Potential overpayments of output tax
A number of reliefs are not widely known and the default rate of 20% kicks in because the taxpayer was not aware of the relief.
Here are just a few examples:
Goods upon which no input tax was allowable
Admission to art exhibitions or musical performances by certain organisations
Certain works of art
Outside the scope:
Goods transferred as assets of an ongoing business
D.o.T. testing of road vehicles
Construction services applied to listed buildings
Goods sold or leased to charities
Special valuation provisions:
Long-stay hotel accommodation
Food & drink supplied to employees
Installation of heating equipment
Alterations to buildings that result in additional living accommodation
Renovation of unoccupied houses
Goods supplied to NATO forces
Goods sold by auction
Imported works of art
If you have been unlucky enough to have a customer fail to pay, you can at least recover the VAT you charged from HMRC, but HMRC have not made this easy. This is due to anti-avoidance provisions introduced to counter some sharp practice that has gone on in the past. It does make it difficult for the honest taxpayer, but such is life.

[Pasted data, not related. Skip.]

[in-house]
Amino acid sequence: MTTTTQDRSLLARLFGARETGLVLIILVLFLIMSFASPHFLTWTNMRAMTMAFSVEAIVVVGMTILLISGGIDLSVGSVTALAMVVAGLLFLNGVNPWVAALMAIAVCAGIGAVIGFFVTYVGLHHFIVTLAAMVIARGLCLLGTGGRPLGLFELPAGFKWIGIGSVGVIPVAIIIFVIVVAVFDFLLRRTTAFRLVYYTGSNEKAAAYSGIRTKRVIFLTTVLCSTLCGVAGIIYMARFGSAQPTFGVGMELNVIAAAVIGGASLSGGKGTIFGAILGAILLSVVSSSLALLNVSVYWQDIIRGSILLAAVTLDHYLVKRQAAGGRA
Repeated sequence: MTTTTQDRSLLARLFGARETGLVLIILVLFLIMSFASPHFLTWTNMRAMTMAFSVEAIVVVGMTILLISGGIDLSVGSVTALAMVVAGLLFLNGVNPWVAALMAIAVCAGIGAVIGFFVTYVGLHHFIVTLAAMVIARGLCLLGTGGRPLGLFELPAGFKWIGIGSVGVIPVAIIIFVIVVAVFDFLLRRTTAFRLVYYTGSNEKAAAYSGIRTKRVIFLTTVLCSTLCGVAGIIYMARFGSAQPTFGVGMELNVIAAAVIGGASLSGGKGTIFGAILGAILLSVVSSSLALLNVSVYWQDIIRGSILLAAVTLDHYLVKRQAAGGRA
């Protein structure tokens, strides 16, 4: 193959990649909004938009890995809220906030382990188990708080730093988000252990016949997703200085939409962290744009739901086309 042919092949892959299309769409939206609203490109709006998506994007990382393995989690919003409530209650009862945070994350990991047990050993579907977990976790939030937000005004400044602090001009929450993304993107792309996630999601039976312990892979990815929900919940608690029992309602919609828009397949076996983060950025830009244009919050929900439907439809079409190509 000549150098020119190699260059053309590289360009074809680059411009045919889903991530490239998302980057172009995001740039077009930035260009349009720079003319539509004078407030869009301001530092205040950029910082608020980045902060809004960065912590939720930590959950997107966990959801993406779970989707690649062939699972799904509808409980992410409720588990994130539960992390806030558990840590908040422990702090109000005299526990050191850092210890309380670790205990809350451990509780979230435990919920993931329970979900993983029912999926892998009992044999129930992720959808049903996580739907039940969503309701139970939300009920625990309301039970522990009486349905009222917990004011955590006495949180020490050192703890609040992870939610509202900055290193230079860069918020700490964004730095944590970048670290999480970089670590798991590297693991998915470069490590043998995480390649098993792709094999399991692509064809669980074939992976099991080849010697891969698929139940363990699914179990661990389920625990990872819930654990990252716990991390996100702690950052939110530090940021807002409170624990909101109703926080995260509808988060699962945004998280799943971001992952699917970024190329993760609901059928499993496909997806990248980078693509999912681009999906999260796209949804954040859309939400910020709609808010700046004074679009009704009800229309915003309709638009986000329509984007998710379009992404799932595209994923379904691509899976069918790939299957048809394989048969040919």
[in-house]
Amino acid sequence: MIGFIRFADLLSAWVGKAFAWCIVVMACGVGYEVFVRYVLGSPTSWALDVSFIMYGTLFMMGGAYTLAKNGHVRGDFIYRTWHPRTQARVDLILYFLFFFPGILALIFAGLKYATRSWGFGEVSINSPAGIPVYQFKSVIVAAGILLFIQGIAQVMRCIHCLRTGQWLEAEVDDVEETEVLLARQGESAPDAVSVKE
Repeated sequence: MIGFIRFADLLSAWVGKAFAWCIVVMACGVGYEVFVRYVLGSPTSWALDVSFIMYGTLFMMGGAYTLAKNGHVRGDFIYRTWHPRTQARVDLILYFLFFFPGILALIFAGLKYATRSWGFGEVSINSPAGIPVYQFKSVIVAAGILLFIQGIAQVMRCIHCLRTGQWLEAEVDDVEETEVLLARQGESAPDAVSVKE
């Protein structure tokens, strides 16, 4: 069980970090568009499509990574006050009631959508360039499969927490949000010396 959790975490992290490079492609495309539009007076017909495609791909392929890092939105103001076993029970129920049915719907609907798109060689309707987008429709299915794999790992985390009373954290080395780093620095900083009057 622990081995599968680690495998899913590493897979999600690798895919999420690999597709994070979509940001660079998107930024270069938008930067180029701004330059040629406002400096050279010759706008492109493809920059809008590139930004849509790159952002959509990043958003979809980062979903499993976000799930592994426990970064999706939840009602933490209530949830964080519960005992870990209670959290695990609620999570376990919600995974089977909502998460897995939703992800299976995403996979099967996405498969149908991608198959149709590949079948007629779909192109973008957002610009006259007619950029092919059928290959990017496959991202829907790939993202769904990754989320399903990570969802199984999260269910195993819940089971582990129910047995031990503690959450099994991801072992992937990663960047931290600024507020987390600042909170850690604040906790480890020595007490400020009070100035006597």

In each case CONDITIONS APPLY! These can be very involved and it is easy to miss out on the relief over some missing paperwork or a slightly incorrect description of the work done.
The full list of reliefs is endless and entrenched in some 2,750 pages of fine print and huge volumes of caselaw. HMRC will always say "VAT is a self-assessed tax" and leave the onus upon the taxpayer to find out if relief is available.